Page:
local television stations to ask why they didn't cover The Dally in the Alley.
First I called Fox 2 news. Once I introduced myself and told them the reason I
was calling I was connected to Debra Lawson, the news information manager. She
was unavailable so I left a message. I called again a little while later. Same
thing. So I called again and again. Finally I got her on the phone. But Debra
didn't seem to be that well informed about the news, so she had me connected to
L. Johnson the planning manager, but he wasn't in. Instead I talked to Dean. I
told Dean why I was calling. He said "Hold on" then a minute
later said "We don't have a comment at this time."
7 action news gave me pretty much the same kind of grief, until I got the planning
editor Rod Liggons on the phone. The conversation went like this.
what?" That's Rod
"The Dally in the Alley." That's
"I never heard of it."
it is a local event in midtown that has been going on for some twenty odd years.
They got three stages with live music all day and a lot of local vendors selling
there products. You should go next year."
"What was the
name of it again?"
You get the idea. I felt more like a PR person
for The Dally instead of a reporter asking why Channel 7 dropped the ball. Anyway,
Rod said The Dally in the Alley was never discussed in their morning meeting and
they never received any press releases on it. I guess you need to get a press
release to know what is going on in the city that you cover. (Unless someone gets
shot in the city. Press release or not, the news always manages to find out about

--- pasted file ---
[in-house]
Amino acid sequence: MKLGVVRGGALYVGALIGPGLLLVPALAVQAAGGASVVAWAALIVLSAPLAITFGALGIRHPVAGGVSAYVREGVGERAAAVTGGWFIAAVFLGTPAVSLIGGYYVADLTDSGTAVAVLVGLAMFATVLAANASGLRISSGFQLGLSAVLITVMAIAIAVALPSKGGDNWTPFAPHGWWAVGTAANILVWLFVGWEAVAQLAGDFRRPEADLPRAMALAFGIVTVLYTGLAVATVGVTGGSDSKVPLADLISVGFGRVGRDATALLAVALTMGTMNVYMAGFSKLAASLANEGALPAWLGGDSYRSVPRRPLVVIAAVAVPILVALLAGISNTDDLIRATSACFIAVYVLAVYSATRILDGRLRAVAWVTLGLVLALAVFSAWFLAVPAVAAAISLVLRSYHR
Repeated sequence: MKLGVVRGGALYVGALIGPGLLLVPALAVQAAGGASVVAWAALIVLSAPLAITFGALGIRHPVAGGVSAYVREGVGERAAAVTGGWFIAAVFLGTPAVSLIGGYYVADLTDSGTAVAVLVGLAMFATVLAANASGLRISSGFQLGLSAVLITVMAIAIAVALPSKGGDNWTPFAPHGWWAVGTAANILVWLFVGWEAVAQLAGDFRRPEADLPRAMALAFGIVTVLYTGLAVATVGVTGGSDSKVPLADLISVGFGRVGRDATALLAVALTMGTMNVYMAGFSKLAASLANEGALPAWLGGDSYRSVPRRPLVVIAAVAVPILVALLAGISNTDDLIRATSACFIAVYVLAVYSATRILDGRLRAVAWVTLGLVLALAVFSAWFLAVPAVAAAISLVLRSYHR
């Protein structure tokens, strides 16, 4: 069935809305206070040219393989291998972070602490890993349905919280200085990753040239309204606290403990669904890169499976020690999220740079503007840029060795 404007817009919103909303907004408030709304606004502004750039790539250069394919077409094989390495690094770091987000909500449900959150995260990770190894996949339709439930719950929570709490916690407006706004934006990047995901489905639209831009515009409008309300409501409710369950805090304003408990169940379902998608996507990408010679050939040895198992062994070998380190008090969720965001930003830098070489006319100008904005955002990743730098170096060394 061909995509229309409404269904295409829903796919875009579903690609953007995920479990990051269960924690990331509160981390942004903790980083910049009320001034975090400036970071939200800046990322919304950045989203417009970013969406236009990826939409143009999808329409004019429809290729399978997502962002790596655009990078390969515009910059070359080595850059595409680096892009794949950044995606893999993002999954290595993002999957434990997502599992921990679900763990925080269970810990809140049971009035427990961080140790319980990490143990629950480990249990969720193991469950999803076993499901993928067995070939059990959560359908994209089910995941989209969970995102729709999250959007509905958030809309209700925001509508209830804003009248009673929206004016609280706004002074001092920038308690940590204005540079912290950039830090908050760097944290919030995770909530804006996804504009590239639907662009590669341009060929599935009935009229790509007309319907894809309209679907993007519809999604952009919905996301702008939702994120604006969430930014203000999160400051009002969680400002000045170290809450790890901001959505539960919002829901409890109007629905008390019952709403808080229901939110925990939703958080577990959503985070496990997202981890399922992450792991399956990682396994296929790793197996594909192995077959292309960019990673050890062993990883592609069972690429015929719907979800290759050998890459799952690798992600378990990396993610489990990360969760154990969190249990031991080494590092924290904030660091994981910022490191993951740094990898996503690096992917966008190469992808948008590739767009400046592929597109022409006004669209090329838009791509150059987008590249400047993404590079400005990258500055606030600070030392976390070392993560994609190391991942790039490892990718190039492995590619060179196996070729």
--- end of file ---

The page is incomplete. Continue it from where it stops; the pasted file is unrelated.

That brings us to Channel 4, local news. Ah, the best for last.
This was my conversation with the local 4 representative I talked to. (I've omitted
her name here.)
"Hi this is Eric C. Novack from thedetroiter.com.
I was wondering why local 4 didn't cover The Dally in the Alley this past Saturday?"
"The Dally in the Alley?"
few minutes later.
is Eric Novack from thedetroiter.com. I was
they send out a press release?"
"Um, I don't know. Should
"Well if we didn't get a press release then
we wouldn't cover it?"
"Ok and your name is?"
garbled her name.
"Great. How do you spell that?"
Is this for a story?"
don't want to be quoted in a story. My managers wouldn't appreciate that."
I'd put this story together, the Detroit News managed to reprieve itself somewhat.
Here's the email:
Dave Butler passed your
note on to me about our lack of coverage in the Sunday paper on the festival.
We did write a story and run a complete listing of the event's schedule
in our Friday Weekend Guide, advancing the event. There are many of these events
this time of the year and we can't cover them all, unfortunately. We try to be
fair and make sure we at least give advance coverage to an event even if we don't
send a reporter to attend. We've covered Alley in years past.
doesn't mean we are ignoring the City. In fact, our Sunday Metro section did have
coverage of a new event this year in downtown Detroit - the Red
Thanks for your note.
All I can say about that is maybe the Red Bull
folks did a better job of sending out a press release than those behind the Dally.
Of course, being around 28 years, maybe they thought Detroit journalists would
know about them. Somehow all the attendees showed up.
In the end maybe
The Dally in the Alley is not newsworthy. Maybe thousands of Detroiters with different
views and different cultures, hanging out together, having a grand old time is
not what the local media wants to cover in Detroit. But to me The Dally in the
Alley on Saturday, September 10, 2005 will always be front page news. And as for
the local news, shame on you, SHAME ON YOU.
For info on Dally in the
Alley, please click here.
Novack is the author of "Killing
Molly," founder of Elitist
Publications, and thedetroiter.com